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Business Officer Magazine
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Designed With Interaction in Mind

The popularity of prototype classrooms that facilitate more flexible learning has prompted Estrella Mountain Community College to adopt and expand its learning studio model.

By Heather Weber

Over the past nine years, Estrella Mountain Community College, which enrolls more than 14,000 students each year and serves the communities in western metropolitan Phoenix, has shifted its organizational culture, making learning studios the only accepted way to design and remodel classroom settings.

Our initiative started in the summer of 2005, when the college formally partnered with Herman Miller and Goodmans Interior Structures to create two prototype classrooms specifically designed to promote and support faculty and student engagement. In 2006, we had the opportunity to build on this prototype when the college received some district funding. With the success of these two initiatives—and survey feedback regarding the functionality of the learning spaces—the college's senior leaders have adopted longer-range plans that include classrooms based on these creative design characteristics.

Factoring in User Feedback

From the outset, administrators, students, faculty, and staff offered their input on the kinds of specific elements that would create a dynamic classroom. To ensure that all stakeholders had a voice, we held meetings, formed focus groups, and conducted surveys to discuss instructional pedagogy, delivery strategies, and design elements that would allow faculty members to customize the learning environment to support active and collaborative teaching strategies.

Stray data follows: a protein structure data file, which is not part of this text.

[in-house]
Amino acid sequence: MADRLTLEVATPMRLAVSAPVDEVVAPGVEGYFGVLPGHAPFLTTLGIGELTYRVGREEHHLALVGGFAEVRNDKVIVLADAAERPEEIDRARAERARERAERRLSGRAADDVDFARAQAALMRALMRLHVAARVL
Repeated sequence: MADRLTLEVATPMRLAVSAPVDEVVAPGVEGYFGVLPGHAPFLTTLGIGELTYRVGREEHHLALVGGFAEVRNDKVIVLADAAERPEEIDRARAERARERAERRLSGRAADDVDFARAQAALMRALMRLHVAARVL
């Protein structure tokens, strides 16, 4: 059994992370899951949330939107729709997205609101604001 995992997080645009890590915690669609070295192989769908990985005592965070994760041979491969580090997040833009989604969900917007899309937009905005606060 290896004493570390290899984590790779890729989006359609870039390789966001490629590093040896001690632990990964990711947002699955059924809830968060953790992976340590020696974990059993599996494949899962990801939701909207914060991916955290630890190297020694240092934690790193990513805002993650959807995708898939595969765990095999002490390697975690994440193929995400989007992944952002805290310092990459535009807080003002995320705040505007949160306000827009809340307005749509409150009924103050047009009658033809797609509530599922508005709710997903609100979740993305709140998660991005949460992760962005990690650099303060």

An institutional consensus for classroom design emerged focused on the following characteristics:

  • Integrated media/technology capabilities that include "smart" instructor podiums with embedded media and lighting controls, individual laptops for students, wireless projection from student and instructor devices, and multiple projection surfaces.
  • Flexible and comfortable furniture. For example, chairs and tables with wheels can easily be moved to a variety of group settings.
  • Wireless access for laptops would allow for replacement of desktop computers and provide uninterrupted sightlines. Faculty believe that wireless capability and proper wire management systems would encourage mobility and collaboration among students.
  • The use of color on the walls and in the furniture to promote a more visually pleasing learning environment.

Working with corporate partners, we examined a wide range of business-oriented furnishings and interiors that could meet the requests from the initial data collection. After examining all learning environment aspects, including furniture, technology, color, and arrangements, we created two classrooms designed specifically to support small-group dynamics, peer review, and collaborative learning.

Dubbed "learning studios," the two transformed classrooms officially opened to faculty and learners in fall 2005.

Prototypes Set Patterns, Price Issues

Based on what we learned from this process, we began construction on a new classroom facility as part of a districtwide voter-approved general obligation bond program. A member of a large community college district, Estrella Mountain received $71 million of the districtwide $951 million budget, for a 10-year building program for construction, capital, and land.

The resulting building, Ocotillo Hall, opened in 2006 and includes 22 learning studios. Based on the feedback from our prototypes, we made the following modifications: